AD GENOTYPE

CONTROL GENOTYPE

84/84 ...................
4/ * ...................

*/*

.......................

Total ...................

84/84
0
2
257
9

84/ *

*/ *

TOTAL

0
11

0
7

36

32

0
20
57
77

25

NOTE.-An asterisk (*) represents 82 or 83 alleles.

Tsai et al.

646

Table 3
Logistic Model Odds Ratio Predictions
Genotype

c3/e3

e2/2
2/3

2/4
3/4
4/4
a

..........
..........

..........
..........

Model la

Model 2"

1.0
.71
.85
3.61

1.0
1.0
1.0
4.39
4.39
19.26

4.28

..........

18.30

..........

a4
log(ORij) = ai + a,;= % -.1686; a3 .0; 3and
=

b log(OR) = OX; X

no. of 4 alleles; and

1.4535.

1.4791.

defined the 83/83 genotype as the baseline risk group


for relative-risk contrasts. The first model we fit was
log (ORij) =ai + a,, where i and j present APOE alleles,
and ai (i = 2, 3, 4) is the contribution to the log odds
ratio. Because 3/3 homozygotes are the baseline
group, a3 = 0. The estimated parameters are a2
= -0.1686 and a4 = 1.4535, and the predicted odds
ratios for each of the APOE genotypes are given in table
3. This model suggests that each 84 allele contributes a
multiplicative effect of 4.3 to the genotype odds ratio.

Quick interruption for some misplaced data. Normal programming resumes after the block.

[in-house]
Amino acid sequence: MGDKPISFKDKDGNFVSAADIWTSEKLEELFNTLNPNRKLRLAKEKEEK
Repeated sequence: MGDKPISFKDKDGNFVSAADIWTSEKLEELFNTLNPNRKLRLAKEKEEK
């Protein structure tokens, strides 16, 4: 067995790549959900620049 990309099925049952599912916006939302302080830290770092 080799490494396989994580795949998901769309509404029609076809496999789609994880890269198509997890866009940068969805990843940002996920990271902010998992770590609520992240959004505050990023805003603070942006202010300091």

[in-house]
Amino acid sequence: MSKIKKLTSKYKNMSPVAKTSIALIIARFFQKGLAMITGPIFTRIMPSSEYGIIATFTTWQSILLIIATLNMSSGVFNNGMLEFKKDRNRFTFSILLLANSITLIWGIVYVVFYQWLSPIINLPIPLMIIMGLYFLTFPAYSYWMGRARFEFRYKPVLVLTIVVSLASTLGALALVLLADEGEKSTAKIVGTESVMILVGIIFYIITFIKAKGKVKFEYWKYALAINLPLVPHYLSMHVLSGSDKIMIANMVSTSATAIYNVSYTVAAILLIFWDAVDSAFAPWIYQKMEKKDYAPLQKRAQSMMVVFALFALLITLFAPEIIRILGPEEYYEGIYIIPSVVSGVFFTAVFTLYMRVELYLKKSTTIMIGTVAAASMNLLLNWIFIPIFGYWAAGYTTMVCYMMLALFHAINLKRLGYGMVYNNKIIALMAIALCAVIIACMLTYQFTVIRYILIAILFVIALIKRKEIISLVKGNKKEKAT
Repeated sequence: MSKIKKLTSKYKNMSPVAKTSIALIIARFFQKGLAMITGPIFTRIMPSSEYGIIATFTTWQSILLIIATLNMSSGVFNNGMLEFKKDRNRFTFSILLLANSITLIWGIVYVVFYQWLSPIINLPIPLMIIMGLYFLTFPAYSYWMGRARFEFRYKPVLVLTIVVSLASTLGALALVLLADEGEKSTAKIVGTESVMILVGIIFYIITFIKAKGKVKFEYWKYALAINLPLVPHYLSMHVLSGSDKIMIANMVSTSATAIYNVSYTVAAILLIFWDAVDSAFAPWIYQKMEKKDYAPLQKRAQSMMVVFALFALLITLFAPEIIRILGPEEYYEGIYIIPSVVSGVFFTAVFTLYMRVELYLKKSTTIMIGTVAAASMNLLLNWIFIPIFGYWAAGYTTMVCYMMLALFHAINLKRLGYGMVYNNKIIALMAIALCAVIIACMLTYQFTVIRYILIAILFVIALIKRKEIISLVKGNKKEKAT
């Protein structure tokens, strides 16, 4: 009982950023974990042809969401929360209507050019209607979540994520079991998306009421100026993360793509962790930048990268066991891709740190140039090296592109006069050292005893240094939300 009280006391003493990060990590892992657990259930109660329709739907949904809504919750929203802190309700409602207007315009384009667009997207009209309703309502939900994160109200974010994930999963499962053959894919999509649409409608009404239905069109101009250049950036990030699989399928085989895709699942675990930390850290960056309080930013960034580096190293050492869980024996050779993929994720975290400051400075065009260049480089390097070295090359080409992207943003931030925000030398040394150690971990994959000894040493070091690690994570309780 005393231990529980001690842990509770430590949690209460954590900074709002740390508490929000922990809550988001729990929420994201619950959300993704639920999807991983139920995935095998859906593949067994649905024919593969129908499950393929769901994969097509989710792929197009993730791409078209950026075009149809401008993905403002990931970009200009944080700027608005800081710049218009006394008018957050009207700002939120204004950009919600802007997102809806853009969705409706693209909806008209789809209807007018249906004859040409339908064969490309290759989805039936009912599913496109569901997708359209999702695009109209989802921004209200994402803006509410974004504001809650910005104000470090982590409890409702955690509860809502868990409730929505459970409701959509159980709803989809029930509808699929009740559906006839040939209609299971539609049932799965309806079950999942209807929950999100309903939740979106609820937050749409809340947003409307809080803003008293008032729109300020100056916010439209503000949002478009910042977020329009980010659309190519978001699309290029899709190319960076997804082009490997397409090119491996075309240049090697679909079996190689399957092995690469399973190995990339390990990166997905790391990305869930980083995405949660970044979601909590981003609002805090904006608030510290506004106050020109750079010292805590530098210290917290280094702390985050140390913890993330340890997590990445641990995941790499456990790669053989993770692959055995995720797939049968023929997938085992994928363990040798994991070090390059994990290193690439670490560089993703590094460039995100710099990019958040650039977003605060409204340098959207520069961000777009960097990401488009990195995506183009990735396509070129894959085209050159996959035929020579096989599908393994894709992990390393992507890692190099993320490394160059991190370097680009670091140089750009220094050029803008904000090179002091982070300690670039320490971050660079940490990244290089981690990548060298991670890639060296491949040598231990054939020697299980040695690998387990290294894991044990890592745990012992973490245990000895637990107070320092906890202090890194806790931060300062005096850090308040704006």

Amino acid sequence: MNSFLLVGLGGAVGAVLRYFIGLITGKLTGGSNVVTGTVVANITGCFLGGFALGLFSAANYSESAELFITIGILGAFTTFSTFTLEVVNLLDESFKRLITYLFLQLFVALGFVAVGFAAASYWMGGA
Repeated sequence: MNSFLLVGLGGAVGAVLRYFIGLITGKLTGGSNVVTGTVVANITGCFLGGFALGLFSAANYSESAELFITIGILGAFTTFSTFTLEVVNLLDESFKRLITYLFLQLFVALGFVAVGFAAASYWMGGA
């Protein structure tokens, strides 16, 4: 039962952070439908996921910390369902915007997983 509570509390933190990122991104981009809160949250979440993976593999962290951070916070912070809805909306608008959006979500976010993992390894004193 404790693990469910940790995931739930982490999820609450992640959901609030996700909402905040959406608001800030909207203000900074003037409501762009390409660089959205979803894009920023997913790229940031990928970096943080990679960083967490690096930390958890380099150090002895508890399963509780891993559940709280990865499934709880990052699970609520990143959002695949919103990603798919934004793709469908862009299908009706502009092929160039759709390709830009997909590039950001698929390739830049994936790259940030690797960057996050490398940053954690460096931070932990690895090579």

The advantage of this model is that the odds ratio for
84/84 homozygotes can be predicted. Furthermore, we
tested interaction between alleles on the log odds ratio,
but none of the three pairwise interactions was significant. Because model 1 gives similar odds-ratio predictions for genotypes without the 84 allele (i.e., 83/83,
82/82, and 82/83) and similar odds ratios for carriers
of a single 84 allele (i.e., 82/84 and 83/84), we fit model
2, log (OR) = OX, where X is the number of 84 alleles.
The estimated parameter is 3 = 1.4791, and the predicted odds are given in table 3. These odds ratios are
similar to those given by model 1.
We next examined the relationship of age at onset
for AD and the number of 84 alleles inherited, i.e., 0, 1,
or 2 (table 4). Among the AD patients, the age at onset
tended to decrease as the number of 84 alleles increased
from 0 to 1 to 2 (test for trend, P = .001). On average,